Vì sao Kindle đánh mất thị trường Trung Quốc?

  1. không thắng được các thị trường ngách, Boox và Dasung cung cấp máy đọc cỡ màn hình máy tính, mực điện tử -> đọc được fild pdf đối với dân nghiên cứu/học thuật; Moaan cung cấp máy nhỏ màn hình như iPhone, như sách giấy nhật bản,
  2. bị khóa trong hệ sinh thái amazon, trong khi tất cả các máy khác dùng android, nhiều phần mềm đọc sách, kết nối nhiều công ty xuất bản sách số,
  3. thờ ơ với sách hư cấu trên mạng,
  4. quá tập trung vào phần cứng, thiếu tính năng mạng xã hội để người đọc chia sẻ nội dung sách, chat về sách,
  5. vẫn còn đắt với những người nhạy cảm về giá,
With its industry-leading hardware, good service, and publisher support, the Kindle seemed poised for success in China, but Amazon was never able to build on its early lead. The Kindle didn’t die in China last month, but slowly, over the course of a decade. As the Chinese e-book market changed and evolved (phát triển, tiến hóa), the Kindle did not. It offered no new surprises and made no adjustments (điều chỉnh) to better fit the habits (thói quen) of Chinese readers (người đọc).

Don’t get me wrong; the Kindle remains an excellent (tuyệt vời) e-reader. But in a highly competitive (cạnh tranh cao) Chinese market saturated (bão hòa) with niche brands (thương hiệu ngách), it was rarely (hiếm khi) the best option (lựa chọn tốt nhất) for any given user. For academics (học thuật), brands like Boox and Dasung offer desktop-sized e-ink screens meant for reading PDFs. At the other end of the spectrum are lightweight, iPhone-sized e-readers from companies like Moaan, which call to mind popular (phổ biến), pocketable (bỏ túi) bunkobon Japanese paperbacks (sách giấy). A few Chinese brands have even introduced (giới thiệu, áp dụng) color e-ink screens for reading comics (truyện tranh) or full-color books.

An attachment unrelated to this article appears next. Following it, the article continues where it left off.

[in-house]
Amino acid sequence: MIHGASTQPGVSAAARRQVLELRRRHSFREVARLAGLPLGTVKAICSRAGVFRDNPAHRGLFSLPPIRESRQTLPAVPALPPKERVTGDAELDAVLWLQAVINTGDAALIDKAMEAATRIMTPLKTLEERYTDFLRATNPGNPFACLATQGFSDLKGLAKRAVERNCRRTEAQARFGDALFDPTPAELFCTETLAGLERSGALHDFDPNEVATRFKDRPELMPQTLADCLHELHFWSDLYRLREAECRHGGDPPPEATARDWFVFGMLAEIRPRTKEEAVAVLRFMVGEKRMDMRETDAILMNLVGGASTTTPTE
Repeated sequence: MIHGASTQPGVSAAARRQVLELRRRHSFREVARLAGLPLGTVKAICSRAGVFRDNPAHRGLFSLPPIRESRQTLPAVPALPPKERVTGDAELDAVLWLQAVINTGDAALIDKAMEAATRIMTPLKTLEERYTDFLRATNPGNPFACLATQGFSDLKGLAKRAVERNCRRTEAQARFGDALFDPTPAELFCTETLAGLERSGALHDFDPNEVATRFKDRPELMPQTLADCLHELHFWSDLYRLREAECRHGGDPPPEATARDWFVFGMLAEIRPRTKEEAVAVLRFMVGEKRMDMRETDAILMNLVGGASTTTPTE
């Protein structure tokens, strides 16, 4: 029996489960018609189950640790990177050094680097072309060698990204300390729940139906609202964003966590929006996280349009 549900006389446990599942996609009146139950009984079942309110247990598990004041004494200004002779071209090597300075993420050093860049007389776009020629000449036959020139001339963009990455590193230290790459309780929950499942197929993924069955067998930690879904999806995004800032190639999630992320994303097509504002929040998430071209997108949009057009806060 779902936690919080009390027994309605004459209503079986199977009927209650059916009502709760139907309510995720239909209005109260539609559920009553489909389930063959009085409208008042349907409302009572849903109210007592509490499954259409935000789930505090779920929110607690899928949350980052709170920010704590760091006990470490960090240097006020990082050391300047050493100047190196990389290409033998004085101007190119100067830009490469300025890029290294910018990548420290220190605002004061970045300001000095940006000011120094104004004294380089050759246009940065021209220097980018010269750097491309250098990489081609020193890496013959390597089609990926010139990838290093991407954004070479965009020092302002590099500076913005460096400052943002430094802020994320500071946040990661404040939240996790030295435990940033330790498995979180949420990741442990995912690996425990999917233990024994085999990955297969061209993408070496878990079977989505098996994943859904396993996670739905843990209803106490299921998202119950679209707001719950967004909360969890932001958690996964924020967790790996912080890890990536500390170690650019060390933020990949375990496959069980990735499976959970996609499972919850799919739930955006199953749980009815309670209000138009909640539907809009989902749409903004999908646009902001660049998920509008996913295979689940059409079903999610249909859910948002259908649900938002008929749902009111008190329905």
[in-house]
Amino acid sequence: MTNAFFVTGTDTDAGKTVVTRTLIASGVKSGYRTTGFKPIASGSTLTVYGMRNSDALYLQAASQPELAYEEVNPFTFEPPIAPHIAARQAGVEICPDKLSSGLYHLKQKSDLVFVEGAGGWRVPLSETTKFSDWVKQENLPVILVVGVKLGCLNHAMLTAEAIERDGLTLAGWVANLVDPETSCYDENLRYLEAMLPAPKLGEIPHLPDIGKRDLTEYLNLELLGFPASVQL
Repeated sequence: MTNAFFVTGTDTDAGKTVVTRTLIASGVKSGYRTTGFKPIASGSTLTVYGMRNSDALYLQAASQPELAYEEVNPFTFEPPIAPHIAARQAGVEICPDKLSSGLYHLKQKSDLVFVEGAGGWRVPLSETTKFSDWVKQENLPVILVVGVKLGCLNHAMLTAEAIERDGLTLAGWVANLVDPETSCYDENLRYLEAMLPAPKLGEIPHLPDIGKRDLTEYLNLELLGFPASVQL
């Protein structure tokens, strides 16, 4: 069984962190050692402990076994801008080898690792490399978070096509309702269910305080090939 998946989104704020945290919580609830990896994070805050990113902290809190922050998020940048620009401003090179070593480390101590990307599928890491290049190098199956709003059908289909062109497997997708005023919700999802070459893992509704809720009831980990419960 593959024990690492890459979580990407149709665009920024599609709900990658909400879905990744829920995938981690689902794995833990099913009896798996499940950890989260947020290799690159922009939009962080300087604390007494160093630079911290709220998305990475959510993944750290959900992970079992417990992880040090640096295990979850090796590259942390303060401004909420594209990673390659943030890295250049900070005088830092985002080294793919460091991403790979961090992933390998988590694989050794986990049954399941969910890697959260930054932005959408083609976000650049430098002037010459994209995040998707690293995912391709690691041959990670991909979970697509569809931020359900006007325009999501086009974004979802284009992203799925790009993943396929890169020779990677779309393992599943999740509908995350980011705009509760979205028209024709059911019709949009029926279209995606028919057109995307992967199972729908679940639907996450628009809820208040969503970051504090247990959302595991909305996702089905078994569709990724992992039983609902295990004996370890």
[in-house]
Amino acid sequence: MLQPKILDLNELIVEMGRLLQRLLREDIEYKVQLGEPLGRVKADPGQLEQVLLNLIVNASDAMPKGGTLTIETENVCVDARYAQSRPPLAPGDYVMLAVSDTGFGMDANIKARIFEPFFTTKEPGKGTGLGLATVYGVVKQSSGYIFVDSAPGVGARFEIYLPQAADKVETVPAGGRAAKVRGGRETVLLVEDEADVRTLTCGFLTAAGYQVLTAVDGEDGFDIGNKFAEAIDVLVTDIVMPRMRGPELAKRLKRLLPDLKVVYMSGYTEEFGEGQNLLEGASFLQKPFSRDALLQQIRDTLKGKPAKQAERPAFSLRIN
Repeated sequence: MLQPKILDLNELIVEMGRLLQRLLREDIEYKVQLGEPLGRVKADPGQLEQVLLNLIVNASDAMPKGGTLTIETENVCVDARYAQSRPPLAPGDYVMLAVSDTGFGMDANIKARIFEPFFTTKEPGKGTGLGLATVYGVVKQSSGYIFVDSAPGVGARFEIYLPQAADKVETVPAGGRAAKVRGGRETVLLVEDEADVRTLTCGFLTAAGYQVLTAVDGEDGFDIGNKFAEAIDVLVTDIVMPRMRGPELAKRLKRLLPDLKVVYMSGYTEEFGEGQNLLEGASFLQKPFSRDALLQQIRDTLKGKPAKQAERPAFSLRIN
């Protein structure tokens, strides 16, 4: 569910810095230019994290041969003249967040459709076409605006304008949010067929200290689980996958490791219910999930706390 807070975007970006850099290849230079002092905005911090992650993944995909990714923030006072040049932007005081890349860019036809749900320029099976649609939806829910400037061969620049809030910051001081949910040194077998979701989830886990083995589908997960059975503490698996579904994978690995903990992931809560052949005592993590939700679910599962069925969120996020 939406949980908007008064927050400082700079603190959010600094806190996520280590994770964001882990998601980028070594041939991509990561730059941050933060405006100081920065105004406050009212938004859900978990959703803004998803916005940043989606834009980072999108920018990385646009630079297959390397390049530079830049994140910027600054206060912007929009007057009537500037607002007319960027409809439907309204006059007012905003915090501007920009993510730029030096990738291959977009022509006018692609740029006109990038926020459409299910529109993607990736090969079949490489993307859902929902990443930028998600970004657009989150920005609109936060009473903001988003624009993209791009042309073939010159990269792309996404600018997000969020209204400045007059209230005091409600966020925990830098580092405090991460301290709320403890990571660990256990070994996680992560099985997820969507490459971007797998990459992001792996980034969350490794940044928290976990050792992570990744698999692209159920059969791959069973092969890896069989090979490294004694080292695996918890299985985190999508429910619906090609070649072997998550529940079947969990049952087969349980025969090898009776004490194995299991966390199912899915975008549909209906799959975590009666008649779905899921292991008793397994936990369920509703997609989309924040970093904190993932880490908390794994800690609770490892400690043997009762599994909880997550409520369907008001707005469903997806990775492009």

Not helping the Kindle’s case was Amazon’s “walled garden” approach to the platform’s software. Buying a Kindle locks (khóa) you into Amazon’s ecosystem (hệ sinh thái), whereas most competing e-book readers in China run Android. It’s easy to pick up a locally developed e-reader with multiple built-in reading apps, covering almost all major Chinese e-book companies.

This diversity (đa dạng) is particularly important when accessing (tiếp cận) one of China’s most important and profitable (có lợi nhuận, sinh lời) digital publishing (xuất bản số) industries: online fiction (hư cấu). Take a subway or bus anywhere in China, and odds are that at least one of your fellow passengers will be reading a web novel, whether it’s a tale of martial arts, fantasy, or urban romance. Although Kindle secured an agreement with the major online literature publisher China Literature to offer a selection of its online novels, Amazon never treated online literature as a major focus.

I’m not sure why the Kindle neglected online fiction, but the choice signaled Amazon’s growing distance from Chinese users. As did the platform’s poor smartphone support. In a country where most readers use apps as their primary e-book platform, Kindle’s lack of features common on Chinese services like social networking and social media (mạng xã hội) integration (tích hợp) suggested that Amazon put too much emphasis on hardware over software. Even many Kindle users I know told me they didn’t know there was a Kindle app until they read about it in the withdrawal announcement. Meanwhile, Amazon’s lack of browser support for its e-books in China and poor notes compatibility frustrated users accustomed to more open ecosystems.

Tags: china

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